Industry figures have shown that the UK breeding flock has expanded in the last year.
The latest December survey results released by Defra show that the total number of sheep and lambs in the UK on 1 December 2016 stood at 23.8 million, an increase of 3.1% on the 2015 figure. This is the biggest national flock at this time of year for over a decade.
Within this figure, the breeding flock increased by less than one per cent to 14.8 million while other sheep and lambs increased by 6.7% (or 570,000 head) to 9.05 million. This highlights the higher carryover of lambs this year when compared to last.
HCC’s Industry Information Executive, John Richards said: “Reasonable lambing conditions contributed to an increase in lambs in 2016 within Wales and the UK as a whole. However, the sheep sector was also faced with unfavourable weather at certain stages during the year. As a result, some producers reported difficulties in finishing their lambs.”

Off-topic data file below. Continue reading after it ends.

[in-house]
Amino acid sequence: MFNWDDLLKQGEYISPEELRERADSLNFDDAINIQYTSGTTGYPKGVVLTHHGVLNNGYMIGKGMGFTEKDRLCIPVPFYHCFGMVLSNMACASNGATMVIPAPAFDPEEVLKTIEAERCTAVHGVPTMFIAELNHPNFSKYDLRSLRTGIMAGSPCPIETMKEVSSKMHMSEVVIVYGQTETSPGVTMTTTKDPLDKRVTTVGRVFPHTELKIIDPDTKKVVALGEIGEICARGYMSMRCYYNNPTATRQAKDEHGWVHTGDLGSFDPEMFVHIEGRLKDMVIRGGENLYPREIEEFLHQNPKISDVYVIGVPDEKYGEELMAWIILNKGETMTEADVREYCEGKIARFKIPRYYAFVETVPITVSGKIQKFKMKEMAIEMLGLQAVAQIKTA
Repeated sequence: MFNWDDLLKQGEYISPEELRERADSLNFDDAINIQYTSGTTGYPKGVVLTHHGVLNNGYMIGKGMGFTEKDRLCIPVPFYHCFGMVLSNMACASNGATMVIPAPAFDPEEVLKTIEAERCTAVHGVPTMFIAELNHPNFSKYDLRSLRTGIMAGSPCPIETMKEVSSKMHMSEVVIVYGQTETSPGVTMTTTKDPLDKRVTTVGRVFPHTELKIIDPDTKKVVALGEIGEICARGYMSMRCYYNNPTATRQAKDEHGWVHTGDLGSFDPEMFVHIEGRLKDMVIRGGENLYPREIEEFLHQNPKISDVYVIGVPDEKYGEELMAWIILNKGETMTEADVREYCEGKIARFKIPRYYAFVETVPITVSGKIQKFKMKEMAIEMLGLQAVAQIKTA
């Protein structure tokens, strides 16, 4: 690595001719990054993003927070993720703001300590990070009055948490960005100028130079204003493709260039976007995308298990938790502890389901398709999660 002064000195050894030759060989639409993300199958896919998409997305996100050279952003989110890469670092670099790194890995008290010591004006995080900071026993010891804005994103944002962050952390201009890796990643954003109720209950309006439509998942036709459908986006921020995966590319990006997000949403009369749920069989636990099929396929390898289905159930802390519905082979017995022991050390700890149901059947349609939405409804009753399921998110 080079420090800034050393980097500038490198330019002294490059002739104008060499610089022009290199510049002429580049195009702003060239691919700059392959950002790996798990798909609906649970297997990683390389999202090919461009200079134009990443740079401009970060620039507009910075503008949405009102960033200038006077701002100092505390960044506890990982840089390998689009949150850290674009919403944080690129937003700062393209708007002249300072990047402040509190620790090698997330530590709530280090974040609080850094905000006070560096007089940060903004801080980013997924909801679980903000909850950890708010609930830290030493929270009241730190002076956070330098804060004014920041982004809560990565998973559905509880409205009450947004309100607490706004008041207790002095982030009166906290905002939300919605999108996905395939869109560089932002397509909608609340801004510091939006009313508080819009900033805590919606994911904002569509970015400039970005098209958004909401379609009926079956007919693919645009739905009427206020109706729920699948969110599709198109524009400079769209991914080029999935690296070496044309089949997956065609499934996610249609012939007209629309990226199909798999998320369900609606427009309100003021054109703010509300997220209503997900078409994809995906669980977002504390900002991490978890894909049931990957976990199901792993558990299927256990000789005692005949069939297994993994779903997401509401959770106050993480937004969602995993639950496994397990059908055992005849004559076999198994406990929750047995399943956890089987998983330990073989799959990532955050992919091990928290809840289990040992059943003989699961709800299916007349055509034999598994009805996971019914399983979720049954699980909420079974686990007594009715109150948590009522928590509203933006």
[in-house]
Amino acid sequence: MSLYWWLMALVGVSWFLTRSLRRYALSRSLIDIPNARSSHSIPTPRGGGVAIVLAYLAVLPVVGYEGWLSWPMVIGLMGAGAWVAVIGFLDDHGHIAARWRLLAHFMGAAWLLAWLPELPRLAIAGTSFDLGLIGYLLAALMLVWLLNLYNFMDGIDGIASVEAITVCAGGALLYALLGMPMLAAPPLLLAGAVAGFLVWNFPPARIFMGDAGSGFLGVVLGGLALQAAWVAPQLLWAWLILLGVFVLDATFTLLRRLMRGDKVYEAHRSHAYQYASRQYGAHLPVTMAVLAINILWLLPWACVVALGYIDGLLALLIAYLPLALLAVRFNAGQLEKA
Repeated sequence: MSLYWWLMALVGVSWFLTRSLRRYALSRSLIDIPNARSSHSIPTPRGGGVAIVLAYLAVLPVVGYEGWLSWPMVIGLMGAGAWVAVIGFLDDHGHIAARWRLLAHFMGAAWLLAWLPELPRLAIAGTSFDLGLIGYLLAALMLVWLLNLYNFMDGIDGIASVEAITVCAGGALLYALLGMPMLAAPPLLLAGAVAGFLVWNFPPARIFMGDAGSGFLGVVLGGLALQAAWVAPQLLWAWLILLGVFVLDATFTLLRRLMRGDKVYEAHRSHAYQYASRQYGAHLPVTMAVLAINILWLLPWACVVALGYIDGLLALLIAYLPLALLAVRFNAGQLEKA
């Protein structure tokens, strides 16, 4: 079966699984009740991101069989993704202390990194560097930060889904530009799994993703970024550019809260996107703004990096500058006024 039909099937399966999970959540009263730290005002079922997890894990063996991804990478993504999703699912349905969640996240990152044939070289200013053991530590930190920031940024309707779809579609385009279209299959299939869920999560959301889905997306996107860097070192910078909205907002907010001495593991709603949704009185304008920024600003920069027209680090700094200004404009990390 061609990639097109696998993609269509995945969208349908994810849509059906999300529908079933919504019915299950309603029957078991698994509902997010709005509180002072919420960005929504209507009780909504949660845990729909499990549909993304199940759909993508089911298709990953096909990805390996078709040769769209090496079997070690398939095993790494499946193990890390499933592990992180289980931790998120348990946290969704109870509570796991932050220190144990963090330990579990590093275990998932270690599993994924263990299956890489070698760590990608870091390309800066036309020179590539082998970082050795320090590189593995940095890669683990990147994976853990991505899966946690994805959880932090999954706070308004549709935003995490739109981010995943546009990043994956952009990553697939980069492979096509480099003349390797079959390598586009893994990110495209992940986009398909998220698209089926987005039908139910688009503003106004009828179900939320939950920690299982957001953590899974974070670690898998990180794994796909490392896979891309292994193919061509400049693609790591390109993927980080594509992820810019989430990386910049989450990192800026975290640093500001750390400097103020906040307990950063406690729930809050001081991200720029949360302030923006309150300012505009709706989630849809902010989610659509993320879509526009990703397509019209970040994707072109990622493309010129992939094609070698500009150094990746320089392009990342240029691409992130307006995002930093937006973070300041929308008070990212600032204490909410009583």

Defra slaughter figures for the first quarter of 2017 show that a similar number of lambs, around 2.9 million, have been brought forward this year compared to 2016.
John Richards added: “The figures suggest a possibility of a high number of old season lambs on UK farms, although it is unclear how many of these will be kept for further breeding. It is also expected that, given the later Easter this year, we will see higher throughput numbers by the end of this month.
“Looking at the breeding ewe numbers, it is encouraging that the national flock seems to be in gradual growth. This hopefully suggests a greater sense of confidence and optimism within the sector, despite the political uncertainty that currently exists.”